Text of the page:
Washington DC Surveillance Hackers Arrested

By: Brian Karas, Published on Dec 29, 2017

The US Department of Justice has announced that "Two Romanian Suspects Charged With Hacking of Metropolitan Police Department Surveillance Cameras in Connection with Ransomware Scheme" that occurred in January 2017.

IPVM initially covered the technical details in March 2017 examining Washington DC MPD's Surveillance Equipment.

In this note, we examine the criminal complaint affidavit, new information provided and the role the vendors involved, including Avrio and Genetec, had on this hack. 

***** ********** ** ******* has ************* "*** ******** ******** Charged **** ******* ** Metropolitan ****** ********** ************ Cameras ** ********** **** Ransomware ******" **** ******** in ******* ****.

**** ********* ******* *** technical ******* ** ***** 2017 ********* ********** ** ***'* ************ Equipment.

** **** ****, ** examine *** ******** ********* affidavit, *** *********** ******** and *** **** *** vendors ********, ********* ***** and *******, *** ** this ****. 

[***************]

Recorders **** *** ********** *******

** ********* ********* *********, *** ****** ******* claimed *** *** ******** used ****** ********* ** launch ** ***** **** campaign ** ********** **********. The ********** ******* **** launched **** *** *********** machines ** ** ******* by *** ******* ** disguise ***** ****** ******** and **** ** ****** to ** ****** ** authorities.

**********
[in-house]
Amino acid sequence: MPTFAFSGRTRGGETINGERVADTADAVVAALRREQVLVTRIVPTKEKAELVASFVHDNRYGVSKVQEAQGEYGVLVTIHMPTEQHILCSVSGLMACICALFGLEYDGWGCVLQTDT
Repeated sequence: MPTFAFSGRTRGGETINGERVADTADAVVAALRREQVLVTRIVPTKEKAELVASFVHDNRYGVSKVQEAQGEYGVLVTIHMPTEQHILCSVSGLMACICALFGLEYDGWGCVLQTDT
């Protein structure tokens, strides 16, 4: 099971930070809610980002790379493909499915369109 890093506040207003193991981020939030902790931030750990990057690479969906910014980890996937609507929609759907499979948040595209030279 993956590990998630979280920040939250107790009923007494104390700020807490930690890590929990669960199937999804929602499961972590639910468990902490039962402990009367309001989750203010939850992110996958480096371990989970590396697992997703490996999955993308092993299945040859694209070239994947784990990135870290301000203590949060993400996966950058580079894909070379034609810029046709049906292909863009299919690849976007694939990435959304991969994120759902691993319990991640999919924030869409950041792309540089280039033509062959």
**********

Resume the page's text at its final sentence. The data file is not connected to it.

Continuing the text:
Hackers *** ********** ** ************ *** *******

***** ** ** ******** that ****** ** *** hackers ************ ********* ************ equipment, ** *******, *** *** they **** *** ******** in *** **** ** recorded ***** ** *** recorders. ** ** ****** the ******* **** ******* the ******* **** ***** and ******** ** *** MPD *** **** *** city ************, ** *** they **** ***** ** this, **** ***** **** likely ****** ** *** machines **** ***** ** less ****** ** ***** an ************* ********.

Equipment ****

** ********* ** ********** ** ***'* ************ Equipment, *** ******* ********** of *** ****** ****:

Integrator *****

*****, *** **********/*** **** built *** ******* **** by *** *** *********** ** ******* ** 2014. *********** *********, ***** ********** ********** as "the ******'* ******* ******** of **-************ ********* **** wireless ********", *** "********** results": 

****** ***********, **************, *** similar **********-******** ********* **** Avrio's ****** ******** ****.

Remote ******* ****** ********* *******

*** (****** ******* ********) was **** ** *** hackers *** ****** ******* of *** ****** *********. Having *** ********* ** the *******, *** *** blocked ** * ******** was ****** *** ******'* primary ********** ** ********* these *******. ** ***** frequented ** *****-*********, *** Secret ******* ***** *** following **** ** *** of *** *******, ******* for "*********" ** ******** with *** *******:

Low **** ******* **** ** ***** *******

********** *** ******* **** caught ** ***** ******** found ** **** ** the ****** *********, *** tracing ***** ******** **** by **** *******. *** Secret ******* *** **** to link ***** ***** ******** to ***** ********, *** access ** ******* **** Google *** ***** *********, ***** ultimately *** **** ** the ******* ****** ********** and *********. ***** ** the *********** ** *** Secret ******* ******, *** hackers **** ********, *** not *********, ***** ** conceal ***** ********** *** location, *** **** ******** primarily ******* ***** *******, and *** *** ****** of *** **** ** high **** ******** *******.